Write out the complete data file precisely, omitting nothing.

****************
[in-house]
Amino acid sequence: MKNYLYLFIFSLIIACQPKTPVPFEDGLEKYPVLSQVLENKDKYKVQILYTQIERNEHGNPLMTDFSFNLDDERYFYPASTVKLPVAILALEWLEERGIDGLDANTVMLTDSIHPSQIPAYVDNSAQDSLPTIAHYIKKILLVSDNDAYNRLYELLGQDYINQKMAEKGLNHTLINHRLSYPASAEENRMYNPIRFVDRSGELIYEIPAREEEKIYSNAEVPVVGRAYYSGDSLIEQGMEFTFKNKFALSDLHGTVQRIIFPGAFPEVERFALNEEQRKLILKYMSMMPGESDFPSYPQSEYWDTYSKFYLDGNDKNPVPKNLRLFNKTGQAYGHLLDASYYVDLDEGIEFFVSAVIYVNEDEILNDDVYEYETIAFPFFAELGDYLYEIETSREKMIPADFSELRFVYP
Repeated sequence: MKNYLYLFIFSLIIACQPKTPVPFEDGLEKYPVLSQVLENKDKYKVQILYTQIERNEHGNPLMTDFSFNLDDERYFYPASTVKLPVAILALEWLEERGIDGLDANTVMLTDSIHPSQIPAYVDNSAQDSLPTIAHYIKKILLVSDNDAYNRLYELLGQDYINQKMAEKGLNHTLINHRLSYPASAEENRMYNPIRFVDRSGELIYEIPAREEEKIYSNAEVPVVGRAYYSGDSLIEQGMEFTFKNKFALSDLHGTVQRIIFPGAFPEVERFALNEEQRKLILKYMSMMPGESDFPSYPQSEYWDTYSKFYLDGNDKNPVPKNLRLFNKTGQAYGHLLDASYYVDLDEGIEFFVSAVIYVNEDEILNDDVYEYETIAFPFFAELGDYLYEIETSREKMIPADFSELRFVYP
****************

[in-house]
Amino acid sequence: MKNYLYLFIFSLIIACQPKTPVPFEDGLEKYPVLSQVLENKDKYKVQILYTQIERNEHGNPLMTDFSFNLDDERYFYPASTVKLPVAILALEWLEERGIDGLDANTVMLTDSIHPSQIPAYVDNSAQDSLPTIAHYIKKILLVSDNDAYNRLYELLGQDYINQKMAEKGLNHTLINHRLSYPASAEENRMYNPIRFVDRSGELIYEIPAREEEKIYSNAEVPVVGRAYYSGDSLIEQGMEFTFKNKFALSDLHGTVQRIIFPGAFPEVERFALNEEQRKLILKYMSMMPGESDFPSYPQSEYWDTYSKFYLDGNDKNPVPKNLRLFNKTGQAYGHLLDASYYVDLDEGIEFFVSAVIYVNEDEILNDDVYEYETIAFPFFAELGDYLYEIETSREKMIPADFSELRFVYP
Repeated sequence: MKNYLYLFIFSLIIACQPKTPVPFEDGLEKYPVLSQVLENKDKYKVQILYTQIERNEHGNPLMTDFSFNLDDERYFYPASTVKLPVAILALEWLEERGIDGLDANTVMLTDSIHPSQIPAYVDNSAQDSLPTIAHYIKKILLVSDNDAYNRLYELLGQDYINQKMAEKGLNHTLINHRLSYPASAEENRMYNPIRFVDRSGELIYEIPAREEEKIYSNAEVPVVGRAYYSGDSLIEQGMEFTFKNKFALSDLHGTVQRIIFPGAFPEVERFALNEEQRKLILKYMSMMPGESDFPSYPQSEYWDTYSKFYLDGNDKNPVPKNLRLFNKTGQAYGHLLDASYYVDLDEGIEFFVSAVIYVNEDEILNDDVYEYETIAFPFFAELGDYLYEIETSREKMIPADFSELRFVYP